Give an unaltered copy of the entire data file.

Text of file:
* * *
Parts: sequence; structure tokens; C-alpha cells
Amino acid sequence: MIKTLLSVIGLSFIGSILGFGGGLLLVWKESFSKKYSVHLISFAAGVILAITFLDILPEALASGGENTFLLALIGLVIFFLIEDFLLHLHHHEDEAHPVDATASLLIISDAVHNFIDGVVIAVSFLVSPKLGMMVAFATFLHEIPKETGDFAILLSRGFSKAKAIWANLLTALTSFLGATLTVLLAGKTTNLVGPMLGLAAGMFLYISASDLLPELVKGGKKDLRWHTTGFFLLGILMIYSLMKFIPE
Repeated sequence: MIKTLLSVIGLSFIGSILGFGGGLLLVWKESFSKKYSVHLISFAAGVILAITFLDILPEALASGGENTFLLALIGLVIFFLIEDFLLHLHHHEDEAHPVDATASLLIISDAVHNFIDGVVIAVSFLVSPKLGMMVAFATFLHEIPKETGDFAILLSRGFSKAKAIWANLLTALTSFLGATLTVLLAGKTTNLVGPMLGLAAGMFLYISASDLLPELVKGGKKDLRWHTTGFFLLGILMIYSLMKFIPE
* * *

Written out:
Parts: sequence; structure tokens; C-alpha cells
Amino acid sequence: MIKTLLSVIGLSFIGSILGFGGGLLLVWKESFSKKYSVHLISFAAGVILAITFLDILPEALASGGENTFLLALIGLVIFFLIEDFLLHLHHHEDEAHPVDATASLLIISDAVHNFIDGVVIAVSFLVSPKLGMMVAFATFLHEIPKETGDFAILLSRGFSKAKAIWANLLTALTSFLGATLTVLLAGKTTNLVGPMLGLAAGMFLYISASDLLPELVKGGKKDLRWHTTGFFLLGILMIYSLMKFIPE
Repeated sequence: MIKTLLSVIGLSFIGSILGFGGGLLLVWKESFSKKYSVHLISFAAGVILAITFLDILPEALASGGENTFLLALIGLVIFFLIEDFLLHLHHHEDEAHPVDATASLLIISDAVHNFIDGVVIAVSFLVSPKLGMMVAFATFLHEIPKETGDFAILLSRGFSKAKAIWANLLTALTSFLGATLTVLLAGKTTNLVGPMLGLAAGMFLYISASDLLPELVKGGKKDLRWHTTGFFLLGILMIYSLMKFIPE